(HealthDay News) — Exposure to particulate air pollution during the second trimester of pregnancy may increase the risk of development of asthma in children, according to research presented at the annual meeting of the American Thoracic Society, held from May 16–21 in San Diego.

Yueh-Hsiu Mathilda Chiu, MD, of the Icahn School of Medicine at Mount Sinai in New York City, and colleagues analyzed data for a prospective urban cohort of 430 full-term children and their mothers (Hispanic, 55%; black, 27%). The authors sought to assess the association between exposure to particulate air pollution during pregnancy and risk of childhood asthma.

The researchers found that, after multivariable adjustment, increase in the averaged level of exposure to fine particulate matter during 13–27 weeks of gestation was significantly associated with risk of asthma in children (odds ratio, 1.35; 95% confidence interval, 1.04–1.74; P for interaction = 0.02); this association was significant only in children born to non-obese mothers. The three-way association between averaged daily exposure level of particulate matter with diameter less than 2.5µm at 13–27 weeks of gestation, gender, and obesity was also significant (P<0.01).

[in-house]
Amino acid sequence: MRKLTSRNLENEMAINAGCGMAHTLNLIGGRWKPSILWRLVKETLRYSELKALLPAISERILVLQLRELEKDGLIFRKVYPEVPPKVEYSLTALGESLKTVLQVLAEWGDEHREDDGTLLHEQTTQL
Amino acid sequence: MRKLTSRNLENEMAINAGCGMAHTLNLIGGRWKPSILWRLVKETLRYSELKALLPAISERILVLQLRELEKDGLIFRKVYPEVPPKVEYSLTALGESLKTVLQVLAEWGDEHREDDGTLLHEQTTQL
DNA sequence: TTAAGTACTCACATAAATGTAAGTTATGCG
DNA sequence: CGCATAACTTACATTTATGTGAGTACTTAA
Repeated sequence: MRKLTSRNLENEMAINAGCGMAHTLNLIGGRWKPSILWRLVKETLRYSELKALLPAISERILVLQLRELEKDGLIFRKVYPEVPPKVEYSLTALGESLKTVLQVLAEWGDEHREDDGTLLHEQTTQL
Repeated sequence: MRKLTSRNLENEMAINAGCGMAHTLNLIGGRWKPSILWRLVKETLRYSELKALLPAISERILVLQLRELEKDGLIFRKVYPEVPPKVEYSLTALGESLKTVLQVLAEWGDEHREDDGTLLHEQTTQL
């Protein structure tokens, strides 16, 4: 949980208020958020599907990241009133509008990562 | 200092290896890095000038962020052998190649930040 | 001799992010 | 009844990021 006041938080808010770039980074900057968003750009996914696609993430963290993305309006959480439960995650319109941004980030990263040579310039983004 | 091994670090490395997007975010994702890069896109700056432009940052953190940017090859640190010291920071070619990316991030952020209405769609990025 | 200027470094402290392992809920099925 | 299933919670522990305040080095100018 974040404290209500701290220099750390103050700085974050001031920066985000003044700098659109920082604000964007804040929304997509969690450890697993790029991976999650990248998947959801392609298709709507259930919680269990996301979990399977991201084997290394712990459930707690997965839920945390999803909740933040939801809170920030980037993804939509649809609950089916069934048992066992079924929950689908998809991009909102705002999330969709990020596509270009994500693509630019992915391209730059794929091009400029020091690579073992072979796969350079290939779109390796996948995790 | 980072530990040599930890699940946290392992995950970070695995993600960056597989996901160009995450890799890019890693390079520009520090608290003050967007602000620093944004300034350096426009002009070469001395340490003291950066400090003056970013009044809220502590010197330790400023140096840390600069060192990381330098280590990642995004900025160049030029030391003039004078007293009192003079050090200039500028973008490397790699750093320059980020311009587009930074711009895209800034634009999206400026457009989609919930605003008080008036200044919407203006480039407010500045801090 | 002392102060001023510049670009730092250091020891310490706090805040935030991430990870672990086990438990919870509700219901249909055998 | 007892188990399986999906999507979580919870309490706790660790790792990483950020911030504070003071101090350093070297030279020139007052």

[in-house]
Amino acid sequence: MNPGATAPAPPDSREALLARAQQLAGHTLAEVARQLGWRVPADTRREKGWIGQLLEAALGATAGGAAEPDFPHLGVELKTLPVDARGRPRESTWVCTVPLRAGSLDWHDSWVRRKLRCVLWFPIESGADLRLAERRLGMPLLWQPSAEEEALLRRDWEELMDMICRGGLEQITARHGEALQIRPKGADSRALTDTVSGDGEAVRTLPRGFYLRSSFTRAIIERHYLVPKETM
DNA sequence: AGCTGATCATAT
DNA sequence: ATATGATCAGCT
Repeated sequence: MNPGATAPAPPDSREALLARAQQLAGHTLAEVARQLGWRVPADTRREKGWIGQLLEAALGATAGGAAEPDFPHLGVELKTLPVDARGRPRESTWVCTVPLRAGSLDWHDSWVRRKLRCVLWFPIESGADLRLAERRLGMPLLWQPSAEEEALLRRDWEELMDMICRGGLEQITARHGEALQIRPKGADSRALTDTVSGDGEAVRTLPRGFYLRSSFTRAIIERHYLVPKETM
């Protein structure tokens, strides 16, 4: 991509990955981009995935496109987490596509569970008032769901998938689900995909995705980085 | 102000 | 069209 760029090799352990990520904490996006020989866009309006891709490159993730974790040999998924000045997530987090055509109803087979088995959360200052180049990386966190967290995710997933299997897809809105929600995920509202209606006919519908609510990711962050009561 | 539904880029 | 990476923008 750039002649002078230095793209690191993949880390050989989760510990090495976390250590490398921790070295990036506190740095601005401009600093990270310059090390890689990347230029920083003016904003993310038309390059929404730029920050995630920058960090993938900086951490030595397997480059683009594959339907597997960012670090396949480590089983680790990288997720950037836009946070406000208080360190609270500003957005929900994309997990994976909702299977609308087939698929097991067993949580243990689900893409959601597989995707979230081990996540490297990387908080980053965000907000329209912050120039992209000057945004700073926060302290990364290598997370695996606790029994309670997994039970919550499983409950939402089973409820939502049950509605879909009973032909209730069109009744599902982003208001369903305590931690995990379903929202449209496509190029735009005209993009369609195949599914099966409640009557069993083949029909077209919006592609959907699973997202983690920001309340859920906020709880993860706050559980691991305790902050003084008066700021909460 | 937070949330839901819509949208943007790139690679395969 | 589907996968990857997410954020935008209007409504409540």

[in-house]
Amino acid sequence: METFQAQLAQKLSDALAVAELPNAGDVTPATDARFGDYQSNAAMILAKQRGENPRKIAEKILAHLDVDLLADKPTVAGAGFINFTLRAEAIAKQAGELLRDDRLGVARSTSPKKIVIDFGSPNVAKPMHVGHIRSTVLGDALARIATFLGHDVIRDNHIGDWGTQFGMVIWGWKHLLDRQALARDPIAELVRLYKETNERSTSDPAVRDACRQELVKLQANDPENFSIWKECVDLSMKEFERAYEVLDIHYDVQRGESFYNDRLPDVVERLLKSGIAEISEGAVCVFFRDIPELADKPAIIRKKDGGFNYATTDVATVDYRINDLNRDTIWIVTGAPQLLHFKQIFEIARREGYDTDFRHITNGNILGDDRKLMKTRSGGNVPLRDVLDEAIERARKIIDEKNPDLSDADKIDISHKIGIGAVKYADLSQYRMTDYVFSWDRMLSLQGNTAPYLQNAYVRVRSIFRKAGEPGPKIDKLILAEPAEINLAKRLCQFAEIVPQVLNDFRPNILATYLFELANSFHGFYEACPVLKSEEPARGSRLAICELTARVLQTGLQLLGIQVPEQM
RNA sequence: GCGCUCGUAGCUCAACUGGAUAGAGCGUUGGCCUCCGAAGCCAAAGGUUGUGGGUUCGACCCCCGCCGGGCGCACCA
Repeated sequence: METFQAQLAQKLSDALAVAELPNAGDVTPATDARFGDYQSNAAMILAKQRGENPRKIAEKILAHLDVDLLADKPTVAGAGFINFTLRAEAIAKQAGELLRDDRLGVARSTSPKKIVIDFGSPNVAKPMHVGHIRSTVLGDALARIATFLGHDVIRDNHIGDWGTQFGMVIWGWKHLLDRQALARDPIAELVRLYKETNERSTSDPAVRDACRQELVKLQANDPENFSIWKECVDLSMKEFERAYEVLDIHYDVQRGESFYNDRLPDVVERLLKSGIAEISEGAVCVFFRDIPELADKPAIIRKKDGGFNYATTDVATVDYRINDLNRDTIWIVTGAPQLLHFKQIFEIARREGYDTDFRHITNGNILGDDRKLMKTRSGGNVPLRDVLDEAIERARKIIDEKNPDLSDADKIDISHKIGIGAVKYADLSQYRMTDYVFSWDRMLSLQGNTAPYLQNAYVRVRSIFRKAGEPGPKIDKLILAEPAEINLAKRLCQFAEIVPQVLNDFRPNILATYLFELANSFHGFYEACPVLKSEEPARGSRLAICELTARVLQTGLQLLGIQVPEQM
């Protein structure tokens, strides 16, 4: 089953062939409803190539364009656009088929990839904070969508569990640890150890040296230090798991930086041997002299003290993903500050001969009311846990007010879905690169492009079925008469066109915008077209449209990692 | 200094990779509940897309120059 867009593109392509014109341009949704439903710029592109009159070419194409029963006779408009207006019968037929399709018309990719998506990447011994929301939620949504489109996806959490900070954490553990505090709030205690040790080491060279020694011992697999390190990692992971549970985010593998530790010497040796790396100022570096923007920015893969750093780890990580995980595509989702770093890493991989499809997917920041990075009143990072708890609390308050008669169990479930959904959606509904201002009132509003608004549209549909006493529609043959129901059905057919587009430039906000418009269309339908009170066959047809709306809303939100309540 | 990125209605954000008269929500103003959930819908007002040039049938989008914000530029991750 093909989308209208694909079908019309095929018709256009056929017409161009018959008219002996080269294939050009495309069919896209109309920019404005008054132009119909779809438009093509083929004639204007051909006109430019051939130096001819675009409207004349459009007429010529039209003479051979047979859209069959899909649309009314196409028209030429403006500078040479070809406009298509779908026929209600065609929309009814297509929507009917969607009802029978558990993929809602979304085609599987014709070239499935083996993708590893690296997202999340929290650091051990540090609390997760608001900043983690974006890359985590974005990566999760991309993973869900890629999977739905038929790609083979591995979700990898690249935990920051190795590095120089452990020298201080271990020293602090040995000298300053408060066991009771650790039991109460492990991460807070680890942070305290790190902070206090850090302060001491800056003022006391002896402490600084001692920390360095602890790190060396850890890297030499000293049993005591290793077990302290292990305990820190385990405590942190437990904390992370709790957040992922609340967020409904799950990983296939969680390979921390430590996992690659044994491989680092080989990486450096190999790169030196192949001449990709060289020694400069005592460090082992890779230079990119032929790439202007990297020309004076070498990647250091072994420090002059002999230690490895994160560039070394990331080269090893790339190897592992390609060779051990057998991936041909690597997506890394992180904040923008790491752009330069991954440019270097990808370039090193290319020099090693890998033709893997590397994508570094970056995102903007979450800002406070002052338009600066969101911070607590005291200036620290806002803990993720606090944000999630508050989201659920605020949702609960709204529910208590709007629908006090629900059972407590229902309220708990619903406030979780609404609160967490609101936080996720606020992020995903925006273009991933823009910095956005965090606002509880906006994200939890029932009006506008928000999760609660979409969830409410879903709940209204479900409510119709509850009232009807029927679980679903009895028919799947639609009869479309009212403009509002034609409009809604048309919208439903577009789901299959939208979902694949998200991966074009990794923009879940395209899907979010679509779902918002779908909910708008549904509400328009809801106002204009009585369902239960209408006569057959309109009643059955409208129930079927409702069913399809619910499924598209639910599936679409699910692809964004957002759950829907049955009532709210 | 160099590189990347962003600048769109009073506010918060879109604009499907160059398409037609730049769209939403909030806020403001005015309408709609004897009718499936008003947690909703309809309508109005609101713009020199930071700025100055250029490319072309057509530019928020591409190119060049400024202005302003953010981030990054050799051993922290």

“While we should continue to improve air quality and minimize exposure to pregnant women throughout the entire pregnancy for a host of health reasons, pinpointing the gestational period during which air pollution has the greatest effects on the developing lung may add to our understanding of the mechanisms underlying this relationship,” a coauthor said in a statement.

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